(December 15, 2004)--The FCC has approved News Corp.'s purchase of DirecTV. It granted a conditioned approval of the transfer of licenses held by Hughes, which owns DirecTV, to News Corp. In approving this transaction, the FCC imposed several conditions to ensure that such a merger does not threaten the public interest.
By acquiring DirecTV, News Corp. will no longer be solely a supplier of video programming to multichannel video programming distributors (MVPDs) such as cable and satellite TV, but also will be a major MVPD competitor to its programming customers in every area of the country.
The FCC concluded that the transaction is likely to give News Corp. a greater incentive and ability to increase programming prices paid by MVPDs by temporarily withholding or threatening to withhold O&O broadcast TV stations and its RSN programming, both of which are critical to the offerings of MVPDs that compete directly with DirecTV. The FCC said News Corp.’s ability to act anti-competitively to raise its competitors’ programming costs would likely lead to higher prices for consumers and thereby harm the public interest.
At the same time, the FCC determined that the transaction is likely to generate several public interest benefits, including the introduction of new services such as interactive television from DirecTV. The FCC said that consumers should benefit from stronger competition in the MVPD market. It also determined that consumers will benefit, and the FCC’s goals of promoting localism and competition will be furthered, by the company increasing the number of markets that can receive local broadcast channels from their satellite TV provider.
The Commission said that in order for the purchase to remain legal, DirecTV must offer local service packages in an additional 30 designated market areas ("DMAs") beyond what had been previously funded, projected or planned. DirecTV plans to launch its DirecTV-7S satellite in the first quarter of 2004, which it anticipates will allow it to expand from 64 to 100 local markets. News Corp. is required to offer its existing and future cable programming services on a non-exclusive basis and non-discriminatory terms and conditions, for as long as the FCC’s program access rules are in effect. An aggrieved MVPD may file a program access complaint as specified in the FCC rules for any alleged violation of the program access conditions.
The commitments News Corp. has made regarding nondiscriminatory MVPD access to cable programming is extended to any broadcast television station that News Corp. owns and operates, or on whose behalf it negotiates retransmission consent. In addition, the good faith and exclusivity requirements of the 1999 Satellite Home Viewer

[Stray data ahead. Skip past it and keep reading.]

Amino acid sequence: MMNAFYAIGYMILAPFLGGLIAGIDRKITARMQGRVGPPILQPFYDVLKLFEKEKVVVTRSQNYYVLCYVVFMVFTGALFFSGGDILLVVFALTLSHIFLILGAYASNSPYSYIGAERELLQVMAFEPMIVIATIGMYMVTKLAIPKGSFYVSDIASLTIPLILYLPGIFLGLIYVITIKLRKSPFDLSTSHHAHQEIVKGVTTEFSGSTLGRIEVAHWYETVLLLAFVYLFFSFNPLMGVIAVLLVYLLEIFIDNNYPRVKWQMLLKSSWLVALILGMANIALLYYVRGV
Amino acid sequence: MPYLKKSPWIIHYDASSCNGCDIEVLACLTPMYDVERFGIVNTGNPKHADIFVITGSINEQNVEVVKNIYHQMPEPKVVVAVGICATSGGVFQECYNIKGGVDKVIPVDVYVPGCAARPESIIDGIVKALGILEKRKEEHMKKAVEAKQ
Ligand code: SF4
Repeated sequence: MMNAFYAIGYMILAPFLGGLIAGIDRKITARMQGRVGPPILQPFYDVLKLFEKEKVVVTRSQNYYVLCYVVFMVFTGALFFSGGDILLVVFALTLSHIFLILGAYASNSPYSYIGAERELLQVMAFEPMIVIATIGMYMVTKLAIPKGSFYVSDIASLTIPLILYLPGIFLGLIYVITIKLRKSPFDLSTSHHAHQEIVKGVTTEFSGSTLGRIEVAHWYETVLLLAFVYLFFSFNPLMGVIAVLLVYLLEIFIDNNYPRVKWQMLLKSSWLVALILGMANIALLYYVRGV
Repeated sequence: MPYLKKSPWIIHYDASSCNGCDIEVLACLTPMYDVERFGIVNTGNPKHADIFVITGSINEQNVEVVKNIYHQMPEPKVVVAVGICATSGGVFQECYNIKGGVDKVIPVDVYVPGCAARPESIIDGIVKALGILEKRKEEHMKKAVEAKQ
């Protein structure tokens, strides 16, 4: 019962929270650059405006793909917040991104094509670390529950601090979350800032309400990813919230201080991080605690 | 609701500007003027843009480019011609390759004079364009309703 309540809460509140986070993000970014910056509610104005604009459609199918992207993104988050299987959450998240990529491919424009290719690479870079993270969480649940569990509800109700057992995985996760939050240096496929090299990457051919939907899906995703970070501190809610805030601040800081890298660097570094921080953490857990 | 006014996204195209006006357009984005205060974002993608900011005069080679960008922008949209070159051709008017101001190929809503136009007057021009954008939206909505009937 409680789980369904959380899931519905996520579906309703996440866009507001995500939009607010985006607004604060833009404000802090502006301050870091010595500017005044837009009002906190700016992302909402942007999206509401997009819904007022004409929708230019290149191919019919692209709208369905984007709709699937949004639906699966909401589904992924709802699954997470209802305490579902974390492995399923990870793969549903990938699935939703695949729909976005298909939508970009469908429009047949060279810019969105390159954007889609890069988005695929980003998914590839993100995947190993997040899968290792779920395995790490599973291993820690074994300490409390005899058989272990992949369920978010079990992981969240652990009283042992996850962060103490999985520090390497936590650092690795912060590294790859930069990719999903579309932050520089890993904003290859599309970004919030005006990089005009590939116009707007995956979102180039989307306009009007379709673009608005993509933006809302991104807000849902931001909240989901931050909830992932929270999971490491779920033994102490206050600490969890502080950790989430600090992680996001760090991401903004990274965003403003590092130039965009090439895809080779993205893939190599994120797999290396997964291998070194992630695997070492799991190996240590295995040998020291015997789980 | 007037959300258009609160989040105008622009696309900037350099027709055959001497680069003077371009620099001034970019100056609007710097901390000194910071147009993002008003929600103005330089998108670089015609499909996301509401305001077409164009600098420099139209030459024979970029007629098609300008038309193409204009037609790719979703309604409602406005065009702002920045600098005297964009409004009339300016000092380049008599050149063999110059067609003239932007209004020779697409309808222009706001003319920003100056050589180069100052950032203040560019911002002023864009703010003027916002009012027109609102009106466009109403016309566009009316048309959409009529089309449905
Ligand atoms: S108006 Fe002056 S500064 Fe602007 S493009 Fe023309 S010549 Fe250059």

Improvement Act, due to sunset at the end of 2005, are extended for as long as the FCC’s program access rules are in effect.
News Corp/DirecTV must enter commercial arbitration for disputes over retransmission consent of its broadcast stations and carriage of its Regional Sports Networks (RSNs).
This condition applies to any RSN that News Corp. manages or in which it owns or holds a controlling interest; and retransmission consent agreements for any broadcast station in which News Corp. owns or holds an attributable interest, or independently-owned Fox network affiliates for which it negotiates retransmission consent. The aggrieved MVPD will be allowed to continue carriage of the broadcast signals or RSN pending resolution.
For disputes regarding "first time" requests for carriage, i.e. the MVPD has never carried the programming before, the MVPD can elect arbitration. However, News Corp. is not required to allow carriage of the programming during the negotiations or arbitration period. This condition expires six years after the release of the final Order.
An MVPD meeting the FCC’s definition of "small cable company" may appoint an agent to bargain collectively on its behalf and that of other small MVPDs in negotiating for carriage of regional sports networks and retransmission consent for broadcast stations with News Corp. News Corp. may not refuse to negotiate with such an entity.
The designated collective bargaining entity will have all the rights and responsibilities granted by all of today’s conditions. When dealing with small MVPDs with fewer than 5,000 total subscribers, News Corp. must either elect "must-carry" status or negotiate retransmission consent for its owned and operated stations without any requirements for cash compensation or carriage of programming other than the broadcast signal.
Federal Communications Commission